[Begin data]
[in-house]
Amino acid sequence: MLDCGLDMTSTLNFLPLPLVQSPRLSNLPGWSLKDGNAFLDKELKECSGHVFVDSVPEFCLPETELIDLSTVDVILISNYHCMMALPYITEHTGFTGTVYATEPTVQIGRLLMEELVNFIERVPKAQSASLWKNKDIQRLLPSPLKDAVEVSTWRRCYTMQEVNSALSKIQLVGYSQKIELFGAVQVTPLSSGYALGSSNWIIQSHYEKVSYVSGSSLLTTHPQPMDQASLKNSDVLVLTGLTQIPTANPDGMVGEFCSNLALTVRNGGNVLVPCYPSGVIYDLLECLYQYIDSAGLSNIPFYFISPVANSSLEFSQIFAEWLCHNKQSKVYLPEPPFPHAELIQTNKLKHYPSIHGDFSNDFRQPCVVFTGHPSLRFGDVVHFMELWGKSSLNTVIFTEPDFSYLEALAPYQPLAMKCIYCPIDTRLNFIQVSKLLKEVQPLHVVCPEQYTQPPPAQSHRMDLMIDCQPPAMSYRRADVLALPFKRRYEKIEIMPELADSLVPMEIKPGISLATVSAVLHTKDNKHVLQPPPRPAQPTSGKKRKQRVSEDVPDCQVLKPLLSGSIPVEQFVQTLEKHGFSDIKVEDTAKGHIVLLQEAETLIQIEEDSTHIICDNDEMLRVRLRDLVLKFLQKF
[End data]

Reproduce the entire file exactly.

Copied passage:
[in-house]
Amino acid sequence: MLDCGLDMTSTLNFLPLPLVQSPRLSNLPGWSLKDGNAFLDKELKECSGHVFVDSVPEFCLPETELIDLSTVDVILISNYHCMMALPYITEHTGFTGTVYATEPTVQIGRLLMEELVNFIERVPKAQSASLWKNKDIQRLLPSPLKDAVEVSTWRRCYTMQEVNSALSKIQLVGYSQKIELFGAVQVTPLSSGYALGSSNWIIQSHYEKVSYVSGSSLLTTHPQPMDQASLKNSDVLVLTGLTQIPTANPDGMVGEFCSNLALTVRNGGNVLVPCYPSGVIYDLLECLYQYIDSAGLSNIPFYFISPVANSSLEFSQIFAEWLCHNKQSKVYLPEPPFPHAELIQTNKLKHYPSIHGDFSNDFRQPCVVFTGHPSLRFGDVVHFMELWGKSSLNTVIFTEPDFSYLEALAPYQPLAMKCIYCPIDTRLNFIQVSKLLKEVQPLHVVCPEQYTQPPPAQSHRMDLMIDCQPPAMSYRRADVLALPFKRRYEKIEIMPELADSLVPMEIKPGISLATVSAVLHTKDNKHVLQPPPRPAQPTSGKKRKQRVSEDVPDCQVLKPLLSGSIPVEQFVQTLEKHGFSDIKVEDTAKGHIVLLQEAETLIQIEEDSTHIICDNDEMLRVRLRDLVLKFLQKF